Does the course itself favor either Ryder Cup team?The Euro captain thinks not.
Courtesy of the PGA of America
| Credit: Courtesy of the PGA of America

The decision about where to play Ryder Cup matches isn’t always logical, and it’s difficult to judge how the site selection will affect the outcome. This year’s pick, Valhalla Golf Club in Louisville, Kentucky, doesn’t seem to present an advantage to either side, but we’ll see how it turns out.

It can be a bit strange how Ryder Cup venues are chosen. In the 1950s, Great Britain and Ireland hosted the tournament at Lindrick Golf Club because it was the home course of the industrialist who wrote a check to keep the matches from being canceled. In the 1980s and ’90s, our side was looking for any possible advantage against the U.S., but in 1993 we foolishly passed up all our great seaside links and chose the Belfry, a parkland course any American would take to easily.

The truth is, though, the venue can be quite secondary. The competition comes down to the guys playing each other; the surroundings melt away as each match progresses. Now, if there was a big discrepancy between the two sides, you could set up a course to exploit that, but usually only a handful of players are super long or super straight compared with everyone else.

One year that the surroundings did matter was in 1979, at the Greenbrier. We’d never seen a hotel like that, and it was overwhelming. In those days we were still playing Tour events at places with rotted old practice balls and a car park to warm up on. Then we crossed over to America to find ourselves at a big, grand place like the Greenbrier, where every detail is flawless.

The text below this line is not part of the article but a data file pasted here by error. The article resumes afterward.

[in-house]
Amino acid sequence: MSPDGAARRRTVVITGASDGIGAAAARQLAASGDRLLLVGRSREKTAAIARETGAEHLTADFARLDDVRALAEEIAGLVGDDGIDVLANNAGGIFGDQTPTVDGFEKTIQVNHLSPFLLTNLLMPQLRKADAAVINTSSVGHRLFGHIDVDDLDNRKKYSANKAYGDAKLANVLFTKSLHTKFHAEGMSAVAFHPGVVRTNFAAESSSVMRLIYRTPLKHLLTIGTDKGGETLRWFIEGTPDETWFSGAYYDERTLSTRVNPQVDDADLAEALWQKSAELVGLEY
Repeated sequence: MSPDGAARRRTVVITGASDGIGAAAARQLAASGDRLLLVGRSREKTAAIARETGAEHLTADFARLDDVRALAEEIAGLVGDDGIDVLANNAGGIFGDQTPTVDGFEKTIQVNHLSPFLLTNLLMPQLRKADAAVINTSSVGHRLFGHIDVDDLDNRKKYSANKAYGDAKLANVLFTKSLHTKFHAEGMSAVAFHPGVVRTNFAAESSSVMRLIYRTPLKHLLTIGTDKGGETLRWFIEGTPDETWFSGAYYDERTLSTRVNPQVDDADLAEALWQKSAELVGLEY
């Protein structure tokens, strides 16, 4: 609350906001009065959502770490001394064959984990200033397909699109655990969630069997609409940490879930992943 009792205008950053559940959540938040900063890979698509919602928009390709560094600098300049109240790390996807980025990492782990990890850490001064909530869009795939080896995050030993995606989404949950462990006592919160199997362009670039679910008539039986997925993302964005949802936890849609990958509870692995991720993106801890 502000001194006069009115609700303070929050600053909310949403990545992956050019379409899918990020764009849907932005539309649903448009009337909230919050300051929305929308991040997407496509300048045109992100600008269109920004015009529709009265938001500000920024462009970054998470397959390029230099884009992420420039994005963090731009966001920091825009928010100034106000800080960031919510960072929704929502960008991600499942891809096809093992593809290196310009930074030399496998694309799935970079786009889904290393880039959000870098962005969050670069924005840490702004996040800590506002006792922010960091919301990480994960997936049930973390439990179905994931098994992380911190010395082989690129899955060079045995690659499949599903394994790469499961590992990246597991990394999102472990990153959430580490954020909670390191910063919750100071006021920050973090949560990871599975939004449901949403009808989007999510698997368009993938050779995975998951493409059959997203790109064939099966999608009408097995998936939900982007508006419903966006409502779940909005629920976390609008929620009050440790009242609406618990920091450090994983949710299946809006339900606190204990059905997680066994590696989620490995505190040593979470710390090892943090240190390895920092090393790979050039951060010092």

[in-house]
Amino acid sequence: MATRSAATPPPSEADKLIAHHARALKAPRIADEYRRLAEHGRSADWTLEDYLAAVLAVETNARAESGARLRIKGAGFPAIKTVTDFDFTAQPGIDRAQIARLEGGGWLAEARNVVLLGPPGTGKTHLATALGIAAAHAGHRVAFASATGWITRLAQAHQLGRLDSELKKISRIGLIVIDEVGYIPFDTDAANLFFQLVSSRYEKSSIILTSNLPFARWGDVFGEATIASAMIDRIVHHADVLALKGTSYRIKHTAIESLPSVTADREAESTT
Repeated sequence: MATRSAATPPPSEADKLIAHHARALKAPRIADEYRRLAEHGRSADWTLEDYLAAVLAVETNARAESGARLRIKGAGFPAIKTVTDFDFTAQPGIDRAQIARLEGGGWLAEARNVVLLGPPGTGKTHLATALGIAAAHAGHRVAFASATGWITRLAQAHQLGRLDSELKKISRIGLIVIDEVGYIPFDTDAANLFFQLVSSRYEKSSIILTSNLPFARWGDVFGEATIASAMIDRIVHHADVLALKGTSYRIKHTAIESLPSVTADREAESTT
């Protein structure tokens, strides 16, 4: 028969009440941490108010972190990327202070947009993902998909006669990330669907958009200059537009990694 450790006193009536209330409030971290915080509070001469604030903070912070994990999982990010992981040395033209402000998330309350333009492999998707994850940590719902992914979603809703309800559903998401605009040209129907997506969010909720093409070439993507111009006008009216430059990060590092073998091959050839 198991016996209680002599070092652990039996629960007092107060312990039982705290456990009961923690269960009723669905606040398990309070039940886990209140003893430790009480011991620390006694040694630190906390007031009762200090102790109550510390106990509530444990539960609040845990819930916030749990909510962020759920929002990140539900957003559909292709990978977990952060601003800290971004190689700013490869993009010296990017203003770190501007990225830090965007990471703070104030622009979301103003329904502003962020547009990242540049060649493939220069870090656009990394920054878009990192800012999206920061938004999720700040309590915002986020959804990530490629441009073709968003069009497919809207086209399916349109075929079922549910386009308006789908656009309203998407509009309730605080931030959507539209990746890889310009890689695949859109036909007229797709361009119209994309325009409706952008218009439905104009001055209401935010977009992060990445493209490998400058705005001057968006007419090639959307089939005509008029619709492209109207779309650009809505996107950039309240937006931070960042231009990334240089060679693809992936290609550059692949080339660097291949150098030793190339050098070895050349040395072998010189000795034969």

The venue I look back on as being a major advantage for Europe was Valderrama, in 1997. We felt like the course would have Tiger by the throat. You really had to thread your drives through the trees there, which at the time wasn’t his game. We felt Valderrama nullified him, and that gave us a big lift.

The only time the golf course was as dramatic as the actual competition was Kiawah Island’s Ocean Course, which in 1991 was basically brand-new. Pete Dye built a heck of a course, and he did it while leaving the site raw and natural—walk twenty feet from the cup and you could be in pure wilderness. The bunkers were brutal; the wind was a beast. After thirty-six holes, we would collapse in chairs someplace and not want to get up.

Nick Faldo on the Air

Nick Faldo’s witty insights about golf and candid assessments of fellow Tour professionals can be heard on the following scheduled telecasts:

September 25–28, The Tour Championship, East Lake (Golf Channel)

October 23–26, Open, Grayhawk (Golf Channel)